Dive

By JENNIFER PERRINE

Central Pennsylvania

Every Friday and Saturday night, 
and sometimes Thursdays, too, we would drive 
the highway out from the college town, 

past farmland, turn down that road that led
deep into the forest. In the dark, 
we parked and followed the unlit path,

Hansels and Gretels flocking, hungry,
to our gingerbread shack, sweets hidden
behind a plain façade, unmarked save

for a rainbow draped over the door.
Inside, we threaded dollars into
the jukebox, into the spangled straps

of each queen’s dress, blew kisses to Cher
lookalikes, to our friend who sauntered
and swiveled to Shania, who worked

days as a fry cook and nights the crowd, 
who knew we, too, hadn’t been impressed 
much, had, oh man, felt like a woman

sidling up, pulling us to the floor 
to sway under lazy purple lights 
to Macy Gray might leave us dizzy 

for days. I have forgotten the names 
of all the butches who bought me drinks,
of the flannelled bartender who played

eight ball in the hour after last call, 
of even the bar itself, but still 
recall the pleather chairs that stuck red

welts to my thighs, that creaked as I plied 
beautiful strangers with cigarettes,
still remember their sports bras under 

white tanks, the thunk of chunky boots, flex 
of forearms as they ran thin fingers 
through my fade, the delirious crush 

of weight when they sank onto my lap. 
What fool would wish for such a place now,
secret space that appeared on no map,

that offered not quite safety, only 
its dim copy? What ingrate would spare
a thought for the bad old days when we

had to wander so far from home, roam
through fields and thickets, into hushed woods 
to find our kin, our tribe? Still, it’s there

I learned the slide of hips on hips, grip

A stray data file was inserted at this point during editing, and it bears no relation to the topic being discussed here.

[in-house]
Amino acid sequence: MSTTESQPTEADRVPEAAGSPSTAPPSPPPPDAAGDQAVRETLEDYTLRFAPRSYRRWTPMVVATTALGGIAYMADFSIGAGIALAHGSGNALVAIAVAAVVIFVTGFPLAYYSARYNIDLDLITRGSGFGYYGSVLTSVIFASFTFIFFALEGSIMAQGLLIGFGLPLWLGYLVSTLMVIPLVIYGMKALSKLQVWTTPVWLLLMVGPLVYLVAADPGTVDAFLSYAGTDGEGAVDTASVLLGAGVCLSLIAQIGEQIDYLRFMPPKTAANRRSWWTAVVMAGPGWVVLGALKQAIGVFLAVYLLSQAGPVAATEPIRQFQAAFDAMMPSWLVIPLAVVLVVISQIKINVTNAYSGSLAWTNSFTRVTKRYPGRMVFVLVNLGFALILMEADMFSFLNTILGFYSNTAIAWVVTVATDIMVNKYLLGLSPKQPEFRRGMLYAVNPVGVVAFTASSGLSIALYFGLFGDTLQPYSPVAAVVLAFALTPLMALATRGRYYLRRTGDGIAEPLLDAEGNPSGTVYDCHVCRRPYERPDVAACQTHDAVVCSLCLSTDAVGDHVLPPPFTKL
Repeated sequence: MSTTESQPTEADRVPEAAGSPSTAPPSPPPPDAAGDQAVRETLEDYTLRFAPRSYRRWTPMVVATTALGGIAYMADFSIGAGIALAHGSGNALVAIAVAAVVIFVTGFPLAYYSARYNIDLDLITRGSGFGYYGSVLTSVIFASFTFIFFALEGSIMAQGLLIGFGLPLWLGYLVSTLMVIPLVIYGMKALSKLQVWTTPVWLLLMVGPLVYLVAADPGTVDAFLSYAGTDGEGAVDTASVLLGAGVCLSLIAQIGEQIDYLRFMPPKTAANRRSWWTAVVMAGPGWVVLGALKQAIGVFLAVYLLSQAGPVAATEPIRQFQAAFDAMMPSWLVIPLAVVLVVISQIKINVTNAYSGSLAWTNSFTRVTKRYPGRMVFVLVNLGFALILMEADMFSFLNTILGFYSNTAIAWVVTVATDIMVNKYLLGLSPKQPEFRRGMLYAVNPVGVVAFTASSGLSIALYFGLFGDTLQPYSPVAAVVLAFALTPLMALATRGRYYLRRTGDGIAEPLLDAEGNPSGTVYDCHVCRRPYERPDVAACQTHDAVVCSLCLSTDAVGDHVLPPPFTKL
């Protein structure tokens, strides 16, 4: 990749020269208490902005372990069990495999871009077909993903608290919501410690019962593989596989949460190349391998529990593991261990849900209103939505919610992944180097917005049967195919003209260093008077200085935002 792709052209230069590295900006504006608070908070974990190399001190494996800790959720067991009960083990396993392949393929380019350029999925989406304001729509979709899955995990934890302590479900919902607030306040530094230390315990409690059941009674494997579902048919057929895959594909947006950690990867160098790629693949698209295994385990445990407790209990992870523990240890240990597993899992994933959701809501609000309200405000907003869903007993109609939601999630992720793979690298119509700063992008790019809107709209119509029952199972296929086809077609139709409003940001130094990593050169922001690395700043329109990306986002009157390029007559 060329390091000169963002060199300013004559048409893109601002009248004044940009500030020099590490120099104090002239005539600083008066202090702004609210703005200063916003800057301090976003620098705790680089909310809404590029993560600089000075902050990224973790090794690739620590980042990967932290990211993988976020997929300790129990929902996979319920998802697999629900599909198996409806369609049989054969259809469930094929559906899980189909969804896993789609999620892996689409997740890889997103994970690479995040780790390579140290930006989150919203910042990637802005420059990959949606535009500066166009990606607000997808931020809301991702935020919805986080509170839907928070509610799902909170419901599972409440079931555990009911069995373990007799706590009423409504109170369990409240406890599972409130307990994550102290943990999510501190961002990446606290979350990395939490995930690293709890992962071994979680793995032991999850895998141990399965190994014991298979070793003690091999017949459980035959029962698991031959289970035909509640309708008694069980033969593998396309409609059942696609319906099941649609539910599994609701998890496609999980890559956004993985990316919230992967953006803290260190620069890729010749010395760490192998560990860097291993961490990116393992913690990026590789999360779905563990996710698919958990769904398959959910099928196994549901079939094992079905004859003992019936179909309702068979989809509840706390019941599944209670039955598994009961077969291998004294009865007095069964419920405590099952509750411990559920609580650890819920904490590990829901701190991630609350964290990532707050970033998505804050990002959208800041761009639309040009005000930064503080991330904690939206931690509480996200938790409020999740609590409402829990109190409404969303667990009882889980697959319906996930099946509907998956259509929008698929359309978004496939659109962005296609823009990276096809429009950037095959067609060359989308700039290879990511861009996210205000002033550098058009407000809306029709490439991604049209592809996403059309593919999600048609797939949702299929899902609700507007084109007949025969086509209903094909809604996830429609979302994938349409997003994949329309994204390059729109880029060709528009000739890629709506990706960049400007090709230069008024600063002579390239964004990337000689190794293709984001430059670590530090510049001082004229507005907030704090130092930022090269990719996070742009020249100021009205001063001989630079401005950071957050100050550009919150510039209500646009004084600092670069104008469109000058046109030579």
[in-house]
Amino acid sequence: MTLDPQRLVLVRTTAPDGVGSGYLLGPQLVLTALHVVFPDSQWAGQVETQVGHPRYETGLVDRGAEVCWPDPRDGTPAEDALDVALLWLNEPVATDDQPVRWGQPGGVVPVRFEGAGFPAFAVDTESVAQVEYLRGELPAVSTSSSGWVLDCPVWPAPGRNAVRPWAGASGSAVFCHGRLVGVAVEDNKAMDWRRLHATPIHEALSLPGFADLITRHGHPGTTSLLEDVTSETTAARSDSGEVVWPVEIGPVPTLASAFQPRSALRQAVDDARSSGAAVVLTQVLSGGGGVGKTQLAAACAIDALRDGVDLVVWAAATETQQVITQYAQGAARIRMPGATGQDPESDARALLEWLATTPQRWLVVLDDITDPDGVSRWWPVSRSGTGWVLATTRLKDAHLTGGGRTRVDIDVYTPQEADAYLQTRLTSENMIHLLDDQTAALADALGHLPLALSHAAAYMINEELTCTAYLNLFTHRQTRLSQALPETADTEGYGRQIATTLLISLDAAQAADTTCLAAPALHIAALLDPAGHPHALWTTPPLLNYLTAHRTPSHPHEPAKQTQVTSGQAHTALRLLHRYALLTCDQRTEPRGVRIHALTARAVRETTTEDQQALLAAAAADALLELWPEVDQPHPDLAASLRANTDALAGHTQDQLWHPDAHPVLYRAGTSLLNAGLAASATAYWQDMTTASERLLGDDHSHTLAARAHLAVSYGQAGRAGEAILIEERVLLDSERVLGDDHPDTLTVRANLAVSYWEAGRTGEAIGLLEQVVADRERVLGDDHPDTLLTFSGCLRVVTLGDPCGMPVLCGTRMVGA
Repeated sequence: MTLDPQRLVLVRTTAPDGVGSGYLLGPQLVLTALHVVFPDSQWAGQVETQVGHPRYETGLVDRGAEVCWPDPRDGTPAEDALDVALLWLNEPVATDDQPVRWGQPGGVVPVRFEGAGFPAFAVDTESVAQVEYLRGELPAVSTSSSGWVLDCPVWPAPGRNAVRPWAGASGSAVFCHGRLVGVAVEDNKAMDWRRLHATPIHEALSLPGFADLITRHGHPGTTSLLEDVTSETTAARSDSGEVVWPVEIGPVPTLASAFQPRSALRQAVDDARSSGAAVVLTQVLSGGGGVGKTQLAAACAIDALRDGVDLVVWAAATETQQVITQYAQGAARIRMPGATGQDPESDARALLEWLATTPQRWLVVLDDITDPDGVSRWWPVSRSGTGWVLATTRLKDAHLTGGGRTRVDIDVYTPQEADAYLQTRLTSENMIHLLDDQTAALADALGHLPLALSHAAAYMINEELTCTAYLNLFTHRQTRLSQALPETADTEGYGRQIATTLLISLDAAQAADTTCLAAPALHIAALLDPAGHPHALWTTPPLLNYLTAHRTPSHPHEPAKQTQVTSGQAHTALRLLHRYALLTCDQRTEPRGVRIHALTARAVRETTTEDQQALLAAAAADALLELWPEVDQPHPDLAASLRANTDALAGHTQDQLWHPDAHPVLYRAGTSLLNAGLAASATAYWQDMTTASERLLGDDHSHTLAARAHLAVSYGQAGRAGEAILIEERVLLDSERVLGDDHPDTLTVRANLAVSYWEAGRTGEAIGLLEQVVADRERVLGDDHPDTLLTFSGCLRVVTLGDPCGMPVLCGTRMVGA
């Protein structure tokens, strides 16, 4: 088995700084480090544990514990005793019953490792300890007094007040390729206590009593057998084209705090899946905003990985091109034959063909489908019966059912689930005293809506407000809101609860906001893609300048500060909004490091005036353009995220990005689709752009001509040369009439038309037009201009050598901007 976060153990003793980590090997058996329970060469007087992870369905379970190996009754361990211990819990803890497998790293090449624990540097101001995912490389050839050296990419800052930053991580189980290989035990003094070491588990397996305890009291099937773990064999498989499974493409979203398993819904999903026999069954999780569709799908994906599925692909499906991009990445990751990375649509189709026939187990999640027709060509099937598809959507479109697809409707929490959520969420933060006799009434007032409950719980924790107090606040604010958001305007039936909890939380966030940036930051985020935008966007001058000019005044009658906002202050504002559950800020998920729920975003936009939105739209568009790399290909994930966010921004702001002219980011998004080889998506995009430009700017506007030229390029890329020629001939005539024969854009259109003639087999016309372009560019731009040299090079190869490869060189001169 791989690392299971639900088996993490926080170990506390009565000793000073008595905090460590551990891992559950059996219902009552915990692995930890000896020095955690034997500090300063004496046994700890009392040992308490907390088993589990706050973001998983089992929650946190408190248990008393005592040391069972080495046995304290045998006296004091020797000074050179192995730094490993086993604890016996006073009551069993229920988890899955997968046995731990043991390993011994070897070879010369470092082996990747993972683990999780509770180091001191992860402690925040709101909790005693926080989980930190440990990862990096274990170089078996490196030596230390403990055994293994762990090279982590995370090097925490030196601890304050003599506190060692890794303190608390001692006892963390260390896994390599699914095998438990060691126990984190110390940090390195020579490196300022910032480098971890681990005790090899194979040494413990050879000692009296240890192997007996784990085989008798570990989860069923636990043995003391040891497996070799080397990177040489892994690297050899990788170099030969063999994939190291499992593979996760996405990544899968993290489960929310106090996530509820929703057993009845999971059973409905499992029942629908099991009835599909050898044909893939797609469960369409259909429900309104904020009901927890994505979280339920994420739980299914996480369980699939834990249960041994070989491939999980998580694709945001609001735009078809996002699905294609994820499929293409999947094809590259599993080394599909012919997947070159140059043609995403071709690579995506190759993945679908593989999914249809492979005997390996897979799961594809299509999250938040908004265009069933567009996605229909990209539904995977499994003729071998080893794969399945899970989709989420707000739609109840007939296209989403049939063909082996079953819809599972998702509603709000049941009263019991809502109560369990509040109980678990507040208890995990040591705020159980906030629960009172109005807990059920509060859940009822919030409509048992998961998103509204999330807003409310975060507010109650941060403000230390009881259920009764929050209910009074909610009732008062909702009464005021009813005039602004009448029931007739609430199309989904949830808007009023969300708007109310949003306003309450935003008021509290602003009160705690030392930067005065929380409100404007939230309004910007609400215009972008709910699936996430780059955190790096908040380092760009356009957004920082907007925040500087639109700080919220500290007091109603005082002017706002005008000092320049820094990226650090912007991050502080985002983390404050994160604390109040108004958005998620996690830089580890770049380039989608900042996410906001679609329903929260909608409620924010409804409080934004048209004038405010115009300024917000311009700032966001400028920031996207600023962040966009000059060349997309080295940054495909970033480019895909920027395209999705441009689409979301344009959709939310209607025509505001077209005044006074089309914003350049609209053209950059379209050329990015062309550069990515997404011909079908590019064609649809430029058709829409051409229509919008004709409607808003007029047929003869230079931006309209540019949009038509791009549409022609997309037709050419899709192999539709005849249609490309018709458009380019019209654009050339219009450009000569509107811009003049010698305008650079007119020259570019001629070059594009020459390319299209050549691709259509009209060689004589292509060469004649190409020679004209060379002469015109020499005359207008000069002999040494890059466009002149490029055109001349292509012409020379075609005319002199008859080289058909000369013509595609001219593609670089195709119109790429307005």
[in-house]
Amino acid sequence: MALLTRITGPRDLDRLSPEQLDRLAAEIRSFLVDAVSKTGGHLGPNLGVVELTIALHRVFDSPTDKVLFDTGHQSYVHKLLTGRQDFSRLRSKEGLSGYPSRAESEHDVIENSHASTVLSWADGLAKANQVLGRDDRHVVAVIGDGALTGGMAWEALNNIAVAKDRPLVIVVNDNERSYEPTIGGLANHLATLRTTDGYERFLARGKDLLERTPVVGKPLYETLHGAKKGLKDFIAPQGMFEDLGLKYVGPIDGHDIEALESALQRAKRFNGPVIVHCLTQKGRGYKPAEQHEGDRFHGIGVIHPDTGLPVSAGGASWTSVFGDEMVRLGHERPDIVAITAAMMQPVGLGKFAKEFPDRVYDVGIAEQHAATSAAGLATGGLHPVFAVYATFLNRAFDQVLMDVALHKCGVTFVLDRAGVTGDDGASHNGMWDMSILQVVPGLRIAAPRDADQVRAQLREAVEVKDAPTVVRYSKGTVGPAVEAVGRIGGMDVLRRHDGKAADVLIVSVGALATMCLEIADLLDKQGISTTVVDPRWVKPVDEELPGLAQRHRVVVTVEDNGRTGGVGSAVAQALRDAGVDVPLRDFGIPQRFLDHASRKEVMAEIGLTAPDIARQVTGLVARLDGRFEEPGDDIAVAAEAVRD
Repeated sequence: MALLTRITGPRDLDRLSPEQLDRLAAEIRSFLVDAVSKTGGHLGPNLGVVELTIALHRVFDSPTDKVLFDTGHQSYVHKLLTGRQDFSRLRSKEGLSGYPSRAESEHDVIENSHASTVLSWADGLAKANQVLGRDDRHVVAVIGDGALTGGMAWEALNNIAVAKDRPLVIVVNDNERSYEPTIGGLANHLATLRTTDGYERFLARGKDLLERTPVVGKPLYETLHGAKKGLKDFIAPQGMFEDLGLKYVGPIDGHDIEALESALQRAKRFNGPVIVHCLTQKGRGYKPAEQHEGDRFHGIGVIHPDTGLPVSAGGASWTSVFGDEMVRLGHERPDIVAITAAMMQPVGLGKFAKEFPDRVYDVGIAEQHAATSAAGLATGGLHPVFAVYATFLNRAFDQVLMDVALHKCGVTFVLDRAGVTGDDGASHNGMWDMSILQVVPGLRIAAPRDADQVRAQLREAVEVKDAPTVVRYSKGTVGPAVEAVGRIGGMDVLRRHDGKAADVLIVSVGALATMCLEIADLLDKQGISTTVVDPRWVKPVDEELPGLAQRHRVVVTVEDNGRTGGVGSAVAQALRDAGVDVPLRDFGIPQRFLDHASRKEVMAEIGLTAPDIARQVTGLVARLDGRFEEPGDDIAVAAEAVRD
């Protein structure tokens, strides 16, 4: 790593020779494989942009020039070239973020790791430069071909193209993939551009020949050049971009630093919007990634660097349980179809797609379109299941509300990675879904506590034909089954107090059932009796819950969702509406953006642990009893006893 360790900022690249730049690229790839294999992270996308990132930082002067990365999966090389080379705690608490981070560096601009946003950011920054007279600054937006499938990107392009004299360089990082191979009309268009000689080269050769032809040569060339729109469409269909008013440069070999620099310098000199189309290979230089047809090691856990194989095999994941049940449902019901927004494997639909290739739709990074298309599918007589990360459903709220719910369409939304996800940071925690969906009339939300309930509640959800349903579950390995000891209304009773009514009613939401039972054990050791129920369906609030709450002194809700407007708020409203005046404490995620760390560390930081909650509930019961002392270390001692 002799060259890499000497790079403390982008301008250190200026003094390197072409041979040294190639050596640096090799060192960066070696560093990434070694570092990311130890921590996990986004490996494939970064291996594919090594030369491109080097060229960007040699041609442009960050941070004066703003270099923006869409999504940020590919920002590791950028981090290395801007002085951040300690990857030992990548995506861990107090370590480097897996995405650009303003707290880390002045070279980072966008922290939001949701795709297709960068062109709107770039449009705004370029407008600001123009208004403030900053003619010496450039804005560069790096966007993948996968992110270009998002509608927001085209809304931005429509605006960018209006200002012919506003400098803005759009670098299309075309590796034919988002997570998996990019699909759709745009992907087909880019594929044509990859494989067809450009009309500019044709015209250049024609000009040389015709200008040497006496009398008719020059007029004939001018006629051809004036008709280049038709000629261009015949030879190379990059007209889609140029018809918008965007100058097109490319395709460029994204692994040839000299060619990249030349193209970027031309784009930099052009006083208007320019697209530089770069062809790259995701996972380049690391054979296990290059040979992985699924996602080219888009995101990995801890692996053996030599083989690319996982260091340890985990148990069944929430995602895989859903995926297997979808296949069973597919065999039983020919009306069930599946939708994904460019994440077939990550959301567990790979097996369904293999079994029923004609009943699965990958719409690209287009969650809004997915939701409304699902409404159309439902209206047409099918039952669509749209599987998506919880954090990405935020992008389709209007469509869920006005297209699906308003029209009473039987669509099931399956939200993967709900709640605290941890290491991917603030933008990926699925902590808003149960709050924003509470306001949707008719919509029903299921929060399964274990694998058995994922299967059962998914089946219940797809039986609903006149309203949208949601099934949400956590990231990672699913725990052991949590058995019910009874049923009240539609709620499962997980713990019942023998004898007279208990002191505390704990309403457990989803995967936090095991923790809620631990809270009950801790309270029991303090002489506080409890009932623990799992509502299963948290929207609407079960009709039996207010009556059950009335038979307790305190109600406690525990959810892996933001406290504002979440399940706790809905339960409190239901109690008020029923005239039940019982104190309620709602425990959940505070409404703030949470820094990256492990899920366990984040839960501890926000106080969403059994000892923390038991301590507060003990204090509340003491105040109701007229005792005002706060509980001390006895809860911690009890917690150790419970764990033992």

of a belt buckle under my hands 
to draw a body close, how to lure

 and hook with one long look in a room 
brimming with long looks. It was the cage
where we hid until we could escape, 

biding time behind those glittered walls.
It was no dive but a fall headfirst 
into this ever after, which will

have us as we are or not at all. 

 

Jennifer Perrine is the award-winning author of four poetry books: Again, In the Human Zoo, The Body Is No Machine, and No Confession, No Mass. Jennifer serves as an editor for Airlie Press and a guest editor for Broadsided Press, co-hosts the Incite Queer Writers reading series, and hosts The Occasion, a poetry radio show on KBOO FM in Portland, Oregon. When not writing, Jennifer leads workshops on creative writing, social justice, and intersectional equity. Read more at www.jenniferperrine.org.

Dive

Related Posts

Image of a bag of bread attached to a doorway

Bread N’ Roses

ERICA PLOUFFE LAZURE
This morning, from our bed, Luke and I listened again for the ice-cream truck melody of the Portuguese bread truck. Not that we needed bread, because we’d bought a week’s worth the day before at our tiny grocery store that is also a bar and is also a café.

kp image

Writers on Writing: Kritika Pandey

KRITIKA PANDEY
The first time I was shortlisted, in 2016, is when I first realized that now people see me as a “writer.” But I don’t think any of it particularly changed how I thought about my writing itself.

Brazilian Poets in Translation

ELIANE MARQUES
Don’t carry large umbrellas (neither at night nor during the day) / They might seem to be an AR-15 rifle or an HK submachine gun / Don’t use drills / They can be confused with a pistol and the bullets being fired / Don’t carry bags / They can suggest that you’re carrying a bomb